The promise. The fulfillment of the Promise. The time in between: faith.
We see this pattern over and over in the Bible. Sometimes the fulfillment of the promise comes quickly, but other times there are years of waiting in between. In the Christmas story, Joseph was told to go and marry Mary for she was carrying the Messiah in her womb. So, he went that very day and married her. The Shepherds were told that they would see the Savior of Israel, so they left that night to see him: a quick fulfillment of the angel’s promise.
But, for Anna and Simeon, they were very old before the promise they received in their youth was fulfilled. This is what Luke says about Simeon: “There was a man named Simeon who lived in Jerusalem. He was a good man, who lived in the prayerful expectancy of help for Israel. And the Holy Spirit was on him. The Holy Spirit had shown him that he would see the Messiah of God before he died.” (The Message, Luke 2).
We are told that Anna was a prophetess, who was a very old woman. She had been married for seven years and a widow for 84 years. She never left the Temple area, worshipping day and night with fastings and prayers. She was also waiting for the fulfillment of the promise.
Anna and Simeon are mentioned in Luke 2 because they knew how to walk out the time between the promise and God’s fulfillment of the promise. They had developed their muscle of faith until it was strong enough to walk out the waiting in eager expectation.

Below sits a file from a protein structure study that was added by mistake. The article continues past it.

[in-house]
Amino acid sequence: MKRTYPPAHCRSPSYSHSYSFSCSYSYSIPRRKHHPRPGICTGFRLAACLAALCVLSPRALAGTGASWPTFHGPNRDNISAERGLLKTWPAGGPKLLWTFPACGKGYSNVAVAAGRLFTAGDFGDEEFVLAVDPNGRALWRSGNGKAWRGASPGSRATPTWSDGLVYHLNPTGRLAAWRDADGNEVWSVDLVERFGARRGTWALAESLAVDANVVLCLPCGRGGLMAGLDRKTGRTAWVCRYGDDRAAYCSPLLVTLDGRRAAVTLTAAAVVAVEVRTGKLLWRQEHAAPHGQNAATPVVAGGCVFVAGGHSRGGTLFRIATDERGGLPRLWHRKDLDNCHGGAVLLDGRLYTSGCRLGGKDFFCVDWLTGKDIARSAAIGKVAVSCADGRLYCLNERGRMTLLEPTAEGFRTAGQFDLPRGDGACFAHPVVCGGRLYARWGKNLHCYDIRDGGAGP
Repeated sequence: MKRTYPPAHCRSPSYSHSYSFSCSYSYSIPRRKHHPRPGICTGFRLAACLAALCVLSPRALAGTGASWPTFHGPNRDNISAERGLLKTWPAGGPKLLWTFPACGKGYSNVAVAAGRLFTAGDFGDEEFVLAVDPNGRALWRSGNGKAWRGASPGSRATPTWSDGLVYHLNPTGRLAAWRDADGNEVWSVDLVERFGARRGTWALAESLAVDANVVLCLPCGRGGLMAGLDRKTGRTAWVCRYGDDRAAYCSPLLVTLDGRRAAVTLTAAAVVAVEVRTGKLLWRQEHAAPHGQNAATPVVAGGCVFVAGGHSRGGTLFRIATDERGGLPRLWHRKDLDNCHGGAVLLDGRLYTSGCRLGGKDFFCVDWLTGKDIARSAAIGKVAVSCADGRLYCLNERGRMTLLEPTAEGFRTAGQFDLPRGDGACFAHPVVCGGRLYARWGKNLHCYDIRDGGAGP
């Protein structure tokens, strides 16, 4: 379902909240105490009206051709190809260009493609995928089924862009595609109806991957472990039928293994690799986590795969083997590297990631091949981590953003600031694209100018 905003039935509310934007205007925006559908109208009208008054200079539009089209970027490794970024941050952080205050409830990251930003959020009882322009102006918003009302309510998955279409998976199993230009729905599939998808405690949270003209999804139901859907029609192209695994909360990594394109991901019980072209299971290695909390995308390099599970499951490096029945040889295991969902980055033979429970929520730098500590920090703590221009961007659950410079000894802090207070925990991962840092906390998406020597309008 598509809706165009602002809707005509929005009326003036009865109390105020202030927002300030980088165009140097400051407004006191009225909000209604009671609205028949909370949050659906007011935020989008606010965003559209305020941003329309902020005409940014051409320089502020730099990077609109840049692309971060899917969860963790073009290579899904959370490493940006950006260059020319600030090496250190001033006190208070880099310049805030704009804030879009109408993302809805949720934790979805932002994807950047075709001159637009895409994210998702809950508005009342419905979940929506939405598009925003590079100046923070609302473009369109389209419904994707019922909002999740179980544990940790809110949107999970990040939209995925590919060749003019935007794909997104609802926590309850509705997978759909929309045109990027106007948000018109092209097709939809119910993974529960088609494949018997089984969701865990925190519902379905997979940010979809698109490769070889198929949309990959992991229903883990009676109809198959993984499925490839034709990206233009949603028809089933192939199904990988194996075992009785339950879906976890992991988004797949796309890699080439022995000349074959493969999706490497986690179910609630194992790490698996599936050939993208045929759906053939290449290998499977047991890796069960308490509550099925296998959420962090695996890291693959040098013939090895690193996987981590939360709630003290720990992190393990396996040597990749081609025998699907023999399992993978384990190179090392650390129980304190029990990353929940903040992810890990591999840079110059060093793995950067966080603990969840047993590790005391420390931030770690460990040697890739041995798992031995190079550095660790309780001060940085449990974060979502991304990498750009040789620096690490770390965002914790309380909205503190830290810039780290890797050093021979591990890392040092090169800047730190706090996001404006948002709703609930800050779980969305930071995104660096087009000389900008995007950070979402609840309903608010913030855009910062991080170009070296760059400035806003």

They were not disappointed. When Joseph and Mary brought Jesus, eight days old, to offer their firstborn son to God as commanded in the law, they were surprised by two remarkable saints who came to them and prophesied over their newborn child.
Simeon spoke first, “God, you can now release your servant; release me in peace as you have promised. With my own eyes I have seen your salvation; it’s now out in the open for everyone to see: A God-revealing light to the Gentiles, and the glory for your people Israel.” Luke tells us that while Simeon was praying, Anna showed up and broke into an anthem of praise to God, speaking about the child to all who were waiting expectantly for the freeing of Jerusalem.
Is this how we wait for our promises by God to be fulfilled?
Or, do we eventually begin to think that we imagined the promise and put it back on the shelf?
Do we get disappointed and decide the God isn’t trustworthy enough to trust?
Do we doubt ourselves, thinking that we didn’t hear the promise correctly?
Romans 4 speaks to us very plainly about Abraham, who is called the “Father of Faith.” He was one who was given a promise early in his life of a son, and then so many generations of descendants that it would be like the sand on the seashore or the stars in the sky. But, as Abraham turned 100, he didn’t have the promised son.
Read what Romans 4 speaks about Abraham:
“Against all hope, Abraham in hope believed and so became the father of many nations, just as it had been said to him, "So shall your offspring be. 19Without weakening in his faith, he faced the fact that his body was as good as dead—since he was about a hundred years old—and that Sarah's womb was also dead. 20Yet he did not waver through unbelief regarding the promise of God, but was strengthened in his faith and gave glory to God, 21being fully persuaded that God had power to do what he had promised.”